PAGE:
miRNA also has an important role in the migration of VSMCs. Studies have shown that miRNA-26a, miRNA-181b, miRNA-135b-5p, and miRNA-499a-3p promote the migration of VSMCs, while miRNA-599 and miRNA-132 have a negative effect (Gao et al., 2016). For example, miRNA-181b can promote proliferation and migration of VSMCs by activating phosphatidylinositol kinase-3(PI3K)/mitogen-activated protein kinase (MAPK) (Li et al., 2015), while miRNA-599 inhibits VSMCs migration by targeting TGF-β2 mRNA, thereby decreasing the expression of proliferating nuclear antigen (Xie et al., 2015).
Vascular Smooth Muscle Cells’ Secretion
VSMCs secrete various biologically active molecules, namely, matrix proteins and pro-inflammatory mediators, some of which are encapsulated in vesicles that are released from the cell surface and transmit signals between cells. ECM produced by VSMCs is the main structural component of the vascular wall. The interaction between the two is a dynamic bidirectional process, and the content of the ECM depends on the balance of production and degradation (Barallobre-Barreiro et al., 2020).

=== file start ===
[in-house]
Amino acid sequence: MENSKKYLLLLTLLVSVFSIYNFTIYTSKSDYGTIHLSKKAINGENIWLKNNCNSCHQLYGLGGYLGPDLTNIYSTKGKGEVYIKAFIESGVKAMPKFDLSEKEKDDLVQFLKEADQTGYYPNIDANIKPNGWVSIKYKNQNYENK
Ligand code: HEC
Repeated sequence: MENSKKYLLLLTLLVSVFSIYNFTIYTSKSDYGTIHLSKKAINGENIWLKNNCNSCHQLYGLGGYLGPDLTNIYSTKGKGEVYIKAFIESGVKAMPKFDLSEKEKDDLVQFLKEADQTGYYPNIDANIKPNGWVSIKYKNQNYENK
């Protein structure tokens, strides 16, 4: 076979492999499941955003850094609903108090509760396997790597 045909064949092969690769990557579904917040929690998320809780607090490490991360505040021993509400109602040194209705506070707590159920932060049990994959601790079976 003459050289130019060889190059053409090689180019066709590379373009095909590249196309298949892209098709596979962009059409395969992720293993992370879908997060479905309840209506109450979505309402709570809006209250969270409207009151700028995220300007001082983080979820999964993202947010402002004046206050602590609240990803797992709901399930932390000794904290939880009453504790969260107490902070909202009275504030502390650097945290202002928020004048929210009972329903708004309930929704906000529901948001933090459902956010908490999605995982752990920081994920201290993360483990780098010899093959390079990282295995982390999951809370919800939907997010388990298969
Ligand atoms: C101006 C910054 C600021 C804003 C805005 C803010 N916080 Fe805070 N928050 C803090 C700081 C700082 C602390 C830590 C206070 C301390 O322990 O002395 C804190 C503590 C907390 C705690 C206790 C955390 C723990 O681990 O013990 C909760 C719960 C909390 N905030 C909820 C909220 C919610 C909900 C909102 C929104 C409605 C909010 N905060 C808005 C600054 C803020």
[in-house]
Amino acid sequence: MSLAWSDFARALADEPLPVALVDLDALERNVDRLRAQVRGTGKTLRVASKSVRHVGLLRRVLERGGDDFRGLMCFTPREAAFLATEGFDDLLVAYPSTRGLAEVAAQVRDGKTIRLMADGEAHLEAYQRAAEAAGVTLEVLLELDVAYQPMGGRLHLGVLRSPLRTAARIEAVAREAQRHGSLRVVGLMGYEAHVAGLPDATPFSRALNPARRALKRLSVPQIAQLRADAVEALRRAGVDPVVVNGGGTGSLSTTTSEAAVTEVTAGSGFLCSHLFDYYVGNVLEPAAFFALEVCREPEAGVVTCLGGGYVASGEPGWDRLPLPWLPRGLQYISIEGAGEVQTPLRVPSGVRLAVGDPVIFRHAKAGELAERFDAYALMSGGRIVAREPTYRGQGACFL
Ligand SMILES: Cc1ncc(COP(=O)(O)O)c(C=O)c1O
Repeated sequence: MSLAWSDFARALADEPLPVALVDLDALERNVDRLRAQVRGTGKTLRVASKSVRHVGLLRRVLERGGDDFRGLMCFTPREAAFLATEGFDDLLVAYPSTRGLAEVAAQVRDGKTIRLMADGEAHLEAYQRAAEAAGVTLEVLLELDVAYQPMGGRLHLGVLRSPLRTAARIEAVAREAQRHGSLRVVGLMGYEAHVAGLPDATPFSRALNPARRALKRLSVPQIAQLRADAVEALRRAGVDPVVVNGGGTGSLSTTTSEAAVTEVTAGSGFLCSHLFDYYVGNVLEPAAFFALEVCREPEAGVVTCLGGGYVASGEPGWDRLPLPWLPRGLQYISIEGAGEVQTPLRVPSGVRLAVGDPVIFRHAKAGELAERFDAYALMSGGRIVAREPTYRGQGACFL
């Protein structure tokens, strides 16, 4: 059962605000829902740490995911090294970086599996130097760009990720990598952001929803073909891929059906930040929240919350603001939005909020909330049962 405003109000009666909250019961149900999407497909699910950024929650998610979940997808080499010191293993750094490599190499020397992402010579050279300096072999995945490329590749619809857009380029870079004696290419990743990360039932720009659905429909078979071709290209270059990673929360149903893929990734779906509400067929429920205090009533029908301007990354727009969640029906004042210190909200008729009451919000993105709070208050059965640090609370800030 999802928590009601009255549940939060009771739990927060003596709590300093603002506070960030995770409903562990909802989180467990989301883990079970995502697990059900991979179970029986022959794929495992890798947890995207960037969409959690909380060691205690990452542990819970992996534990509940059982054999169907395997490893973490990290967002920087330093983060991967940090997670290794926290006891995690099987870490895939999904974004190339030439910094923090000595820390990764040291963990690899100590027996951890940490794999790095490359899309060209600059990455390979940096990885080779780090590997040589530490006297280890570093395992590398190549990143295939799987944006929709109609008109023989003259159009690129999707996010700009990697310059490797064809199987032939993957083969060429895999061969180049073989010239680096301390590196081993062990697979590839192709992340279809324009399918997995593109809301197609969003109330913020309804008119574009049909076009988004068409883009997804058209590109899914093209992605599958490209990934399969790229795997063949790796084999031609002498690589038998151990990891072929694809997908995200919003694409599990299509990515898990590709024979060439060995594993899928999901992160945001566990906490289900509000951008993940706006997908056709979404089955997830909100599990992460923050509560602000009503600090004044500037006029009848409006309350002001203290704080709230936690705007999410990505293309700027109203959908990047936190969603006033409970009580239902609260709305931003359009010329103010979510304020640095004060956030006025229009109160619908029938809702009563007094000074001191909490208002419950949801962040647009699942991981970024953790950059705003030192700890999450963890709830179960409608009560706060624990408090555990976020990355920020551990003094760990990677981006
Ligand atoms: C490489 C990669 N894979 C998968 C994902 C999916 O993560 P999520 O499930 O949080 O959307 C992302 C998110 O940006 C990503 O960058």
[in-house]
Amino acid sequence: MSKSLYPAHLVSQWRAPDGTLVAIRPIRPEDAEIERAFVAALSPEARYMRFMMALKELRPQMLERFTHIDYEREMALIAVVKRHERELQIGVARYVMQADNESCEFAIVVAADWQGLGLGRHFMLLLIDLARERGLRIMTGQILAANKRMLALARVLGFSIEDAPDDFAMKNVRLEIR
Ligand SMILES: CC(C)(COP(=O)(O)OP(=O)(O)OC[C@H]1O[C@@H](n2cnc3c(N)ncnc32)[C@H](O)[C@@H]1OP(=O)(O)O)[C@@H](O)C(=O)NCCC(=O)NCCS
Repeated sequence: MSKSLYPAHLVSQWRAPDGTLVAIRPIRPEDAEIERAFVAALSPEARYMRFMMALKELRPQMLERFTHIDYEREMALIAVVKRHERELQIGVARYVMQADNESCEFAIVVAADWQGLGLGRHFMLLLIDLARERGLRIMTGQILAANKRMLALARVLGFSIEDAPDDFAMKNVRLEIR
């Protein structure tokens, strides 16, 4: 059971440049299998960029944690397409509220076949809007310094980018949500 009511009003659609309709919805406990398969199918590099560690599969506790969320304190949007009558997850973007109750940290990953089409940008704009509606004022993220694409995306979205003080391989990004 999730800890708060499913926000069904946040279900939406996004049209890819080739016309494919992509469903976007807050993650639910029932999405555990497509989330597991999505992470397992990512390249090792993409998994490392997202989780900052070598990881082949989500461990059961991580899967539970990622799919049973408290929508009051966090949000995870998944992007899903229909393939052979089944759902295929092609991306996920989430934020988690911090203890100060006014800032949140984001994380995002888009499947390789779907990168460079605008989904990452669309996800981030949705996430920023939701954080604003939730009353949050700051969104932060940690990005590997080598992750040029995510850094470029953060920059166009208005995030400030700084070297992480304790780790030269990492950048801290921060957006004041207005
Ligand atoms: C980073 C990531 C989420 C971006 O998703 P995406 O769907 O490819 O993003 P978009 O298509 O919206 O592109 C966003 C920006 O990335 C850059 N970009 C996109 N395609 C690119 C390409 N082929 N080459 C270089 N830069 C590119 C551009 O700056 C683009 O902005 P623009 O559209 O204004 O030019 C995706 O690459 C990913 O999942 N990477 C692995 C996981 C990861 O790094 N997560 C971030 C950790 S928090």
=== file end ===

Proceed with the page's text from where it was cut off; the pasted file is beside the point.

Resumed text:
During early plaque formation, MMPs affect VSMCs’ migration by degrading the connective tissue structure around VSMCs (Johnson, 2017). A variety of matrix-degrading enzymes are secreted by synthetic VSMCs that can lead to the death of the neighboring cells (Johnson, 2017; Allahverdian et al., 2018). Pro-inflammatory cytokines interleukin-1β (IL-1β), IL-6, and monocyte chemoattractant protein-1 (MCP-1) promote atherosclerosis by stimulating monocyte recruitment and cell death (Orr et al., 2010). Synthetic VSMCs express a series of adhesion molecules and toll-like receptors that promote monocyte recruitment and regulate intracellular inflammatory signals.